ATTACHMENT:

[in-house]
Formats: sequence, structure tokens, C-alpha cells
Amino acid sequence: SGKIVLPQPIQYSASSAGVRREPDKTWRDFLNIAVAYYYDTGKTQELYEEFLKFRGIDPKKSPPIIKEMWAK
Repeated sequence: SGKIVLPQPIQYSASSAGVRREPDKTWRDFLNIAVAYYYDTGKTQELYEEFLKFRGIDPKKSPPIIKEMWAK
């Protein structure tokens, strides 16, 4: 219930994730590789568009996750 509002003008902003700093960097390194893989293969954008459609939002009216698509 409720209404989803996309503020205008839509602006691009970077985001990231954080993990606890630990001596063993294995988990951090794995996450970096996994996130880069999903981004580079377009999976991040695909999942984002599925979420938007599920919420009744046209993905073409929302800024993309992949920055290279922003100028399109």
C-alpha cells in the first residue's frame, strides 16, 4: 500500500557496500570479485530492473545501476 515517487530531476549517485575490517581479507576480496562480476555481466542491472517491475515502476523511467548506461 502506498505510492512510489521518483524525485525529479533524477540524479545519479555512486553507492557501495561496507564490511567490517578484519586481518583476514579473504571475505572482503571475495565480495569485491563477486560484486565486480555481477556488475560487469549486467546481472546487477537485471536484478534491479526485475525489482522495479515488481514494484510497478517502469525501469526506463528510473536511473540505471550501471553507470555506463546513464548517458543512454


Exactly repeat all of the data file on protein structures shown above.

[in-house]
Formats: sequence, structure tokens, C-alpha cells
Amino acid sequence: SGKIVLPQPIQYSASSAGVRREPDKTWRDFLNIAVAYYYDTGKTQELYEEFLKFRGIDPKKSPPIIKEMWAK
Repeated sequence: SGKIVLPQPIQYSASSAGVRREPDKTWRDFLNIAVAYYYDTGKTQELYEEFLKFRGIDPKKSPPIIKEMWAK
């Protein structure tokens, strides 16, 4: 219930994730590789568009996750 509002003008902003700093960097390194893989293969954008459609939002009216698509 409720209404989803996309503020205008839509602006691009970077985001990231954080993990606890630990001596063993294995988990951090794995996450970096996994996130880069999903981004580079377009999976991040695909999942984002599925979420938007599920919420009744046209993905073409929302800024993309992949920055290279922003100028399109």
C-alpha cells in the first residue's frame, strides 16, 4: 500500500557496500570479485530492473545501476 515517487530531476549517485575490517581479507576480496562480476555481466542491472517491475515502476523511467548506461 502506498505510492512510489521518483524525485525529479533524477540524479545519479555512486553507492557501495561496507564490511567490517578484519586481518583476514579473504571475505572482503571475495565480495569485491563477486560484486565486480555481477556488475560487469549486467546481472546487477537485471536484478534491479526485475525489482522495479515488481514494484510497478517502469525501469526506463528510473536511473540505471550501471553507470555506463546513464548517458543512454